Whether or not employers can force arbitration has long been a question before the courts. But what about whether or not employees can use a loophole to avoid arbitration clauses by filing lawsuits on behalf of the state and not themselves? The Private Attorneys General Act currently allows plaintiffs who do just that to hold onto a quarter of the funds for any verdict won. The Supreme Court will soon decide.

Yet another case will set in stone exactly how employee retirement plans can or cannot avoid litigation. The question before them is whether or not these plans can offer cheap investment options to avoid excessive-fee lawsuits, which have been filed often over the last few years.

We also expect SCOTUS to inevitably hear more cases about new legislation related to COVID-19 as these laws are drafted throughout the year — primarily because we expect the pandemic to continue into the foreseeable future, and likely become endemic to our population.

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Legal Roadblock For Automation In New York City

When we contemplate how far automation has come in the last ten years, we usually visualize big cities. New York, Los Angeles, even Seattle. These are the places where technology has been meaningfully developed or implemented in a way the public can see and experience. But local and state governments have long considered stricter regulations to determine what businesses can and cannot do. NYC recently experienced a legal setback in automation. Here’s why.

Specifically, the tools many employers use to streamline the hiring process are automated. They are based on algorithms that help them decide who deserves to be there and who does not. But research suggests those algorithms might be biased against people of color. This has resulted in state and local governments to reconsider whether they should be legal.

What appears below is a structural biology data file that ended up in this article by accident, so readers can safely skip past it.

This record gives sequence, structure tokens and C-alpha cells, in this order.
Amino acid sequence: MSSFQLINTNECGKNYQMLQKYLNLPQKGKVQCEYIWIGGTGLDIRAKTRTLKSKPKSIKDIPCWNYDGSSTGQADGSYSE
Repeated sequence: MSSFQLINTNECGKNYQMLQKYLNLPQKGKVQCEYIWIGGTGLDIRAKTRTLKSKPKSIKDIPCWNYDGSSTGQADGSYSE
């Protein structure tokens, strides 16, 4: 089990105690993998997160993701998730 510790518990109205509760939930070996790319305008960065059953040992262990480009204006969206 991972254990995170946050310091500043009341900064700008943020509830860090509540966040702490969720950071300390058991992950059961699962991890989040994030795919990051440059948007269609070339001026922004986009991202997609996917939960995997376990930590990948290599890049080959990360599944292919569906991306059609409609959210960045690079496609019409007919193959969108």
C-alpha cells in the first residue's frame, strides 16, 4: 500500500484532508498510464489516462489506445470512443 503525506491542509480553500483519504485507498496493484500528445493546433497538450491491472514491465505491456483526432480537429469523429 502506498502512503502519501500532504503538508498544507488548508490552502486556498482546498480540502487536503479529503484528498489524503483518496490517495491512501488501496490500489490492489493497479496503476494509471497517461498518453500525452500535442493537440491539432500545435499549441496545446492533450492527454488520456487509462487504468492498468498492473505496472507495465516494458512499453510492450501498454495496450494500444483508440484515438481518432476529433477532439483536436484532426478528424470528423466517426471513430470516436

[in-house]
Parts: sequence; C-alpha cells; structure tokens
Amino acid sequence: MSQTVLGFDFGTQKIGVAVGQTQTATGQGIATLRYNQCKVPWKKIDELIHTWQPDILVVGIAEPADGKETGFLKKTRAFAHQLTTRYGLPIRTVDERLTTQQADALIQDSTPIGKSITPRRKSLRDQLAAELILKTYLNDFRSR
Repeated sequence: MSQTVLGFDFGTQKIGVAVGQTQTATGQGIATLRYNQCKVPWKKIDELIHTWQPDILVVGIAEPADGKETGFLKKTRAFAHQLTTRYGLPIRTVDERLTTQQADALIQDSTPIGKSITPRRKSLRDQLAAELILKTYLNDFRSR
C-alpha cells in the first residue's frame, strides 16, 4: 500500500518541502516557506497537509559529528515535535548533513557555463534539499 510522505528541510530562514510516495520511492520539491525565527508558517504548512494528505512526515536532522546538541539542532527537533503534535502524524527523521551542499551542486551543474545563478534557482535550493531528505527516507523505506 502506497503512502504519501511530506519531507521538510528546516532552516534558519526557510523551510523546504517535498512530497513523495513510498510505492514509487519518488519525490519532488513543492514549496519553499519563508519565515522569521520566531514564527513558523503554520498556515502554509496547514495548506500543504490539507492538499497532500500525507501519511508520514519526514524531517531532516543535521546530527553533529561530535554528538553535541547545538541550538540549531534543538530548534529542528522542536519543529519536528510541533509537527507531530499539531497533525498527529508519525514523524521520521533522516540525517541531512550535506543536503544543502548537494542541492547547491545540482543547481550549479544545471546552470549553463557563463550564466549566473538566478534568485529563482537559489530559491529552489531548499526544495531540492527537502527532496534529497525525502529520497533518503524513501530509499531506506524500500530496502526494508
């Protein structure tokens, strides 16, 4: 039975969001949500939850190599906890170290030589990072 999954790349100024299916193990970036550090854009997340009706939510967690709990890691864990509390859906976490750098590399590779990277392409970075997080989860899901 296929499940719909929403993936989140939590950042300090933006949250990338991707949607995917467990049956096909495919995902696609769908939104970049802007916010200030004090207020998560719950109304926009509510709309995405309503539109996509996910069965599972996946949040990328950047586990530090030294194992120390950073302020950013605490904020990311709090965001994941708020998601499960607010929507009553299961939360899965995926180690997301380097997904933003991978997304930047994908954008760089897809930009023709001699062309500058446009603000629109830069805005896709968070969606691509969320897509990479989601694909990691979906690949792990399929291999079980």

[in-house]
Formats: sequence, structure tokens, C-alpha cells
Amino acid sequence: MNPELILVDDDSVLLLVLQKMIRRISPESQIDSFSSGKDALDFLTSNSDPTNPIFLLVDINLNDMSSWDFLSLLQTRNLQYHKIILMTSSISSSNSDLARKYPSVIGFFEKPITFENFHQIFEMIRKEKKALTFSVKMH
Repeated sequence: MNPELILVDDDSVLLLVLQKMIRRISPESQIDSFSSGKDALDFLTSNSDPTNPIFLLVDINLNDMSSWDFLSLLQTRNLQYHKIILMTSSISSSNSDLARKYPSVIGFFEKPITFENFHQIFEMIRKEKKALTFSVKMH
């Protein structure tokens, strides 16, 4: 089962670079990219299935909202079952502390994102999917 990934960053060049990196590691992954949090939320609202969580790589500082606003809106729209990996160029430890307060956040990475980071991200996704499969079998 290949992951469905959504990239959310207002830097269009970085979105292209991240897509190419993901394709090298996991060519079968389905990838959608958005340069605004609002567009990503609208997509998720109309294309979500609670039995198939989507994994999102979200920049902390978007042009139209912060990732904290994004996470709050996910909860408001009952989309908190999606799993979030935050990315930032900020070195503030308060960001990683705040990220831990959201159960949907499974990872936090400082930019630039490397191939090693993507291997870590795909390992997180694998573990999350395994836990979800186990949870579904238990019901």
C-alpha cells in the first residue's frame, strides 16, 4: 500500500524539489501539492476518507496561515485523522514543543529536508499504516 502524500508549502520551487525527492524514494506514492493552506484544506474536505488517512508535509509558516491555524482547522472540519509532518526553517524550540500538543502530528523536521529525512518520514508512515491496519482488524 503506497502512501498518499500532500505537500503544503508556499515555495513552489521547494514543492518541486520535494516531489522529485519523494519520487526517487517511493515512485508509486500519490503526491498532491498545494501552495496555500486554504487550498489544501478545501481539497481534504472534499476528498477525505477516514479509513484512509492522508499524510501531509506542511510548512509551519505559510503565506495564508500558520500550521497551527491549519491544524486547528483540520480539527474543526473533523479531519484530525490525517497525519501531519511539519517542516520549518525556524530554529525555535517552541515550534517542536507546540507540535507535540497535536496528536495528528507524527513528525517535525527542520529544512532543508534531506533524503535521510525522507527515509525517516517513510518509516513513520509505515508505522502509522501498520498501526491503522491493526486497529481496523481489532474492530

A new NYC law due to go into effect on January 1, 2023 will prohibit employers from using these systems during the hiring process.

The law states that an employer cannot use an “automated employment decision tool” to sift through prospective employees. There are exceptions. If the tool has been put through a bias audit within the last 12 months, it may still be used. More importantly, the results of that audit have to be published to the employer’s website and made available to the public before the systems can be used again. 

Automated employment decision tools are defined in the legislations as “any computational process, derived from machine learning, statistical modeling, data analytics, or artificial intelligence, that issues simplified output, including a score, classification, or recommendation, that is used to substantially assist or replace discretionary decision-making for making employment decisions that impact natural persons.” 

Excluded tools include those that do “not automate, support, substantially assist or replace discretionary decision-making processes and that does not materially impact natural persons, including, but not limited to, a junk email filter, firewall, antivirus software, calculator, spreadsheet, database, data set, or other compilation of data.”

Penalties for each violation of the new law will include a $500 fine. Additional violations will result in much steeper fines.